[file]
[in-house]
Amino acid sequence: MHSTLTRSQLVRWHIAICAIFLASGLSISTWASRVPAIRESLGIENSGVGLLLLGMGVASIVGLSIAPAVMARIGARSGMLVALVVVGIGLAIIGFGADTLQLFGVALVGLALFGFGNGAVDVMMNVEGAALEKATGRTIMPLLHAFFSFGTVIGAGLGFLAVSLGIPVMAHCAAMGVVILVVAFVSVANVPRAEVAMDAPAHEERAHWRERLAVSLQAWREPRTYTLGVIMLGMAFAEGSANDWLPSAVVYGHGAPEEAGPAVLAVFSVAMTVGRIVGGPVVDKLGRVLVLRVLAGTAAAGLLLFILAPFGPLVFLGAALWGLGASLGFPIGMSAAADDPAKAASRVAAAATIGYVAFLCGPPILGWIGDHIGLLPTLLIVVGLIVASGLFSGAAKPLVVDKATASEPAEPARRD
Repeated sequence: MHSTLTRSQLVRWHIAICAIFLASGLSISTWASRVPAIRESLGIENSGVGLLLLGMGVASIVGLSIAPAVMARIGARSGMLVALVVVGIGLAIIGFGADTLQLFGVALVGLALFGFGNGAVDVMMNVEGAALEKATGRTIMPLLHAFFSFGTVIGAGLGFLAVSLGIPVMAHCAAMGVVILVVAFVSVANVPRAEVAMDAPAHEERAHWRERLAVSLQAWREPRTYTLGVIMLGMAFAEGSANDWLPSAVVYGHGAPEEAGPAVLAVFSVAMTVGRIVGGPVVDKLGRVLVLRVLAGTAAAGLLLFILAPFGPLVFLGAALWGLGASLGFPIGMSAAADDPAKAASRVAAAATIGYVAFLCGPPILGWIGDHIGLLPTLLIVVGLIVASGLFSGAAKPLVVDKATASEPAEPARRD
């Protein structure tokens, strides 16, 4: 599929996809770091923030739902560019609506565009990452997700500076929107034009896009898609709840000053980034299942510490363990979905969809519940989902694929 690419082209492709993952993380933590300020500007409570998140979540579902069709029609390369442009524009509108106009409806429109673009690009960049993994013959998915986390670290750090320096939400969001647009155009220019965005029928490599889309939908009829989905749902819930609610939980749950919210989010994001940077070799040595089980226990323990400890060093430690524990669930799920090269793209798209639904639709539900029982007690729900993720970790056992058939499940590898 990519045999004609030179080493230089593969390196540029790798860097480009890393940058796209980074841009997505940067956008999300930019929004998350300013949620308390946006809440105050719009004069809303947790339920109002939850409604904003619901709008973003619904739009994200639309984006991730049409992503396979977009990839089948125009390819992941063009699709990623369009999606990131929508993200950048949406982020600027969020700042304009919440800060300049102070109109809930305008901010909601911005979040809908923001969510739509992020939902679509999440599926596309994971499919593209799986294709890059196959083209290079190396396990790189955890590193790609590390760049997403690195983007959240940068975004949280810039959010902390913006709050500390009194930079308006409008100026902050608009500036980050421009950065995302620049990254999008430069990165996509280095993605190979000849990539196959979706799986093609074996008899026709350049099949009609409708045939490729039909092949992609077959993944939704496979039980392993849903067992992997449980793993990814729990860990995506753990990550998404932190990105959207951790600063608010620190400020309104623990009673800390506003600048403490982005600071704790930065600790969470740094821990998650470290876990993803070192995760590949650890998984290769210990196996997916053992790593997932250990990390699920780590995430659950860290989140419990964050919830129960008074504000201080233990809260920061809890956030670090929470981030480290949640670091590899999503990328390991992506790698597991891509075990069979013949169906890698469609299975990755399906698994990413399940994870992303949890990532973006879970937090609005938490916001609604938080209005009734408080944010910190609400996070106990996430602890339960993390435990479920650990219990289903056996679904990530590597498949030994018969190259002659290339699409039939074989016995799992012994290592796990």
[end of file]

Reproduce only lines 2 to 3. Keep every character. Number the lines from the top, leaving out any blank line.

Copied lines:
Amino acid sequence: MHSTLTRSQLVRWHIAICAIFLASGLSISTWASRVPAIRESLGIENSGVGLLLLGMGVASIVGLSIAPAVMARIGARSGMLVALVVVGIGLAIIGFGADTLQLFGVALVGLALFGFGNGAVDVMMNVEGAALEKATGRTIMPLLHAFFSFGTVIGAGLGFLAVSLGIPVMAHCAAMGVVILVVAFVSVANVPRAEVAMDAPAHEERAHWRERLAVSLQAWREPRTYTLGVIMLGMAFAEGSANDWLPSAVVYGHGAPEEAGPAVLAVFSVAMTVGRIVGGPVVDKLGRVLVLRVLAGTAAAGLLLFILAPFGPLVFLGAALWGLGASLGFPIGMSAAADDPAKAASRVAAAATIGYVAFLCGPPILGWIGDHIGLLPTLLIVVGLIVASGLFSGAAKPLVVDKATASEPAEPARRD
Repeated sequence: MHSTLTRSQLVRWHIAICAIFLASGLSISTWASRVPAIRESLGIENSGVGLLLLGMGVASIVGLSIAPAVMARIGARSGMLVALVVVGIGLAIIGFGADTLQLFGVALVGLALFGFGNGAVDVMMNVEGAALEKATGRTIMPLLHAFFSFGTVIGAGLGFLAVSLGIPVMAHCAAMGVVILVVAFVSVANVPRAEVAMDAPAHEERAHWRERLAVSLQAWREPRTYTLGVIMLGMAFAEGSANDWLPSAVVYGHGAPEEAGPAVLAVFSVAMTVGRIVGGPVVDKLGRVLVLRVLAGTAAAGLLLFILAPFGPLVFLGAALWGLGASLGFPIGMSAAADDPAKAASRVAAAATIGYVAFLCGPPILGWIGDHIGLLPTLLIVVGLIVASGLFSGAAKPLVVDKATASEPAEPARRD